Great glass elevator will carry visitors to top of rebuilt chimney
Wilkinson Eyre has released images of the view from the top of one of the rebuilt chimneys at Battersea Power Station which will open to visitors next year.
The architect, which is working with Purcell on the refurbishment and conversion of the grade II*-listed power station, has designed a glass lift that will travel up inside the north-west chimney.
Carrying up to 30 passengers, it will emerge 109m later from the top of the 50m-tall chimney to reveal 360-degree views across London.
The attraction, branded Chimney Lift and operated by entertainment company IMG, will be open to the public as well as for private events, with the experience beginning with an exhibition on the Power Station’s history in turbine hall A.
Built by Otis, the lift will open to the public in spring 2022, the same time as the power station reopens.
All four chimneys were demolished and rebuilt about five years ago at a cost of £48m because they were judged to be unsafe. There were concerns that if all the chimneys were demolished at once they might never be rebuilt, paving the way for the rest of what was once Europe’s biggest brick building to be bulldozed. To protect against this the developer paid an £11m bond to Wandsworth council and was only allowed to demolish the final three after the first rebuilt chimney had passed the halfway mark.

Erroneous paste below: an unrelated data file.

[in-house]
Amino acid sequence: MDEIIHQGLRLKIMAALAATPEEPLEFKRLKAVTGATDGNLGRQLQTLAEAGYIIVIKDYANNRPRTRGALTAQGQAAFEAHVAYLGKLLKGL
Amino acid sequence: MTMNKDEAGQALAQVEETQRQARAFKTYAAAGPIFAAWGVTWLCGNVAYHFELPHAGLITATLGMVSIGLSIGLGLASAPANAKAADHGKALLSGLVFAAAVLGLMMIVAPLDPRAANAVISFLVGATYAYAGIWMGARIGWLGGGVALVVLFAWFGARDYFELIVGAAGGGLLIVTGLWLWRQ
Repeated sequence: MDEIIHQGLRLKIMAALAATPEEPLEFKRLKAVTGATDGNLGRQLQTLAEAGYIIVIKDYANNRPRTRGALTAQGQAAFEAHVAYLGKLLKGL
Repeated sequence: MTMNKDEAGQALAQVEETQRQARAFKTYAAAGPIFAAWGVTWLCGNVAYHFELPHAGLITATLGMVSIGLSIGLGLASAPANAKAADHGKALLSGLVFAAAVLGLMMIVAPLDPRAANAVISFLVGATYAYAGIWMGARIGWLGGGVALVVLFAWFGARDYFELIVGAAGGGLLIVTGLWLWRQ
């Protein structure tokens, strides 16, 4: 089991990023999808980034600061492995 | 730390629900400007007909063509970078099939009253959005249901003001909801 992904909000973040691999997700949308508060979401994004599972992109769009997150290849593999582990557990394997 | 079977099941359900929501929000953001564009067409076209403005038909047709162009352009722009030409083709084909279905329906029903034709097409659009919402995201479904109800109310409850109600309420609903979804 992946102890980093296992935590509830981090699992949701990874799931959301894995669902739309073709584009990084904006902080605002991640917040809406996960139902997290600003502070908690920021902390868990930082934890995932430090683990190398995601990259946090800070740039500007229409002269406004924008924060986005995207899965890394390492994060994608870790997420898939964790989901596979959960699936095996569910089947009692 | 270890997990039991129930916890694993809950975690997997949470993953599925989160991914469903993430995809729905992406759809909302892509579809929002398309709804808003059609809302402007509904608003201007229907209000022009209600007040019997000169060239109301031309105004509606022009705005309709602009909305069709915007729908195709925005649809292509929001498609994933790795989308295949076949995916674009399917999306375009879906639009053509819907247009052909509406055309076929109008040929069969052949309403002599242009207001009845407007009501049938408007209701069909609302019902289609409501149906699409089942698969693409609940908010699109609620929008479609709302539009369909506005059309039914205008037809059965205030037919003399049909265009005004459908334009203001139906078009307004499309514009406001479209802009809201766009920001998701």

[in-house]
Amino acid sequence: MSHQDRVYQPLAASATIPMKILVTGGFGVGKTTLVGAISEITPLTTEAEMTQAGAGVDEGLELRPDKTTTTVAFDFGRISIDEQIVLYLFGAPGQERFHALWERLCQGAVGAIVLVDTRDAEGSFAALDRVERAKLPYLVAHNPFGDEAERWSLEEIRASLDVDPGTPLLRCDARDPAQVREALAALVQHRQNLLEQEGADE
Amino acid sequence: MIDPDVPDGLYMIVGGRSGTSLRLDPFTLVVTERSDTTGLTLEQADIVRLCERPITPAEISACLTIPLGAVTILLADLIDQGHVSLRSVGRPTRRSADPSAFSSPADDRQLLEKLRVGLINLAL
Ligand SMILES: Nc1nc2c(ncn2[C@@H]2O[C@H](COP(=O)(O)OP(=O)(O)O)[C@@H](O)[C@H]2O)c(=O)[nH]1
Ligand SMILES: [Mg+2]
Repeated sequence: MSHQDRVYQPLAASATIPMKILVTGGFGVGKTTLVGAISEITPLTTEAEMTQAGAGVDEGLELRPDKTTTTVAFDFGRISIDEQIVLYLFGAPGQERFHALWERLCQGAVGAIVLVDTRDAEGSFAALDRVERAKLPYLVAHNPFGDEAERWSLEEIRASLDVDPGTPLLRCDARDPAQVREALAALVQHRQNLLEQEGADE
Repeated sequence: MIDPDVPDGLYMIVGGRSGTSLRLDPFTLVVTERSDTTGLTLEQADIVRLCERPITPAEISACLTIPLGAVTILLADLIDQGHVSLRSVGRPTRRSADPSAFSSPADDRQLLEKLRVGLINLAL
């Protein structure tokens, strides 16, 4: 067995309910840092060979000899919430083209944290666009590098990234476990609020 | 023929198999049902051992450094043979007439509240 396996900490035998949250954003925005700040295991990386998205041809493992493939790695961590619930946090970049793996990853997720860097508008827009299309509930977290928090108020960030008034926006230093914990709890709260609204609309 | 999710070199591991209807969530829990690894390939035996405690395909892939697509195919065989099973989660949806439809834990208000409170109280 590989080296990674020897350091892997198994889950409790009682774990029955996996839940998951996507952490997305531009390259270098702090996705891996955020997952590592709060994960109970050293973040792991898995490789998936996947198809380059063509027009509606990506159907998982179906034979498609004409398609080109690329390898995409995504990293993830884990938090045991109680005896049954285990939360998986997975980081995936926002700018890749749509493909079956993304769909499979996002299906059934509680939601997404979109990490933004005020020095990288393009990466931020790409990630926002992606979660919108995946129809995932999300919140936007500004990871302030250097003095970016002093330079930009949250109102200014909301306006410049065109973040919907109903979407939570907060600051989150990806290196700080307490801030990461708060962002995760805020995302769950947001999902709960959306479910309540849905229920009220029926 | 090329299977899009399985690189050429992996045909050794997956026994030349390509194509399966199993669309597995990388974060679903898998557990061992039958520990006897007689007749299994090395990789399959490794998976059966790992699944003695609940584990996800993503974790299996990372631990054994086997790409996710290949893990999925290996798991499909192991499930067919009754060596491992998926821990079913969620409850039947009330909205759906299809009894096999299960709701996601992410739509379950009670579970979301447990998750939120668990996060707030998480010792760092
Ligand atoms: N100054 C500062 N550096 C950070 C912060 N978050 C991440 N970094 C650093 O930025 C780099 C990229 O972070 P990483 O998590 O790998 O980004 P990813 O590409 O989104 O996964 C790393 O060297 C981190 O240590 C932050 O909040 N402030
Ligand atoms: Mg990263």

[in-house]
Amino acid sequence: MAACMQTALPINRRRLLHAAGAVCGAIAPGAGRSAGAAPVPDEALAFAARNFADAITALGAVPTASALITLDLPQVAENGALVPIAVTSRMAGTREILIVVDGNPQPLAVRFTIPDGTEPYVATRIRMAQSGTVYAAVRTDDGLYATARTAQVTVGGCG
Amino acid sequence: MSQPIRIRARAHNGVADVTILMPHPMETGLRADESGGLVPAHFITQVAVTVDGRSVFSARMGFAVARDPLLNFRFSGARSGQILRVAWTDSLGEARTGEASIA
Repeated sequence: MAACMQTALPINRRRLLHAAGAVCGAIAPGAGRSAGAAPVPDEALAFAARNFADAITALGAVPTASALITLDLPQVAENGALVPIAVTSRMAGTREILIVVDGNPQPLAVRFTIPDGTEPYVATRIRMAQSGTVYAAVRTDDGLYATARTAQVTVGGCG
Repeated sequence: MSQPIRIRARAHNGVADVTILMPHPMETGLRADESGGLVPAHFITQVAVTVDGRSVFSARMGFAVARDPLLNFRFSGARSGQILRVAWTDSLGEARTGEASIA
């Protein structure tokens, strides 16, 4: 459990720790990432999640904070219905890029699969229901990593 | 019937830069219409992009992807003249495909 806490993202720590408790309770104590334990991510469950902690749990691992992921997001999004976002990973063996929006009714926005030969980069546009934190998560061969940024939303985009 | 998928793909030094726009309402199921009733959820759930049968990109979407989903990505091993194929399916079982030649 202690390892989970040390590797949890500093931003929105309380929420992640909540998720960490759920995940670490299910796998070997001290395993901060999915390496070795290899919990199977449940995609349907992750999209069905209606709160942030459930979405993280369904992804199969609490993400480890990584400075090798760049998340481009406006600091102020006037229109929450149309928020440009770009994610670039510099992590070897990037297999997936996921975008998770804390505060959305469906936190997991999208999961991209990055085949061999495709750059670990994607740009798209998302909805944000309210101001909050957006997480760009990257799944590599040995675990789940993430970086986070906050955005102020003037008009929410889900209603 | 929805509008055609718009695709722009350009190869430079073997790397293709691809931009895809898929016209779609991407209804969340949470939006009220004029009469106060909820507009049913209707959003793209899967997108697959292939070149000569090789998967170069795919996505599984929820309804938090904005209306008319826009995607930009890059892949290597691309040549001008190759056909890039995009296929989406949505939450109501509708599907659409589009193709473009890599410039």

>> From the archive: Was it worth spending £48m on Battersea Power Station’s chimneys?
>> Hank Dittmar: Bigging up Battersea: a progress report
Battersea Power Station Development Company’s head of leasing, Sam Cotton, hailed news of the lift, saying: “This year is going to be the most exciting yet in the transformation of Battersea Power Station with our first residents moving into their homes this spring, the Northern Line Extension opening in the autumn and our retailer and office occupiers starting to fit out their spaces ahead of opening the power station’s doors to the public next year.”
The site, masterplanned by Rafael Vinoly, also contains significant development either side of the power station. The flats and shops of Circus West Village, designed by Simpson Haugh and dRMM, opened some years ago and are home to 1,500 residents.
Construction on the other side, including flats by Frank Gehry and Foster & Partners and a public space designed by Bjarke Ingels’ practice BIG – named Malaysia Square after the site’s owners – is well under way.
The power station has been derelict for decades and was the subject of several aborted proposals before being bought by a Malaysian consortium in 2012 for £400m. The £1.15bn redevelopment scheme was originally set to complete in 2019 although this was then bumped to 2020.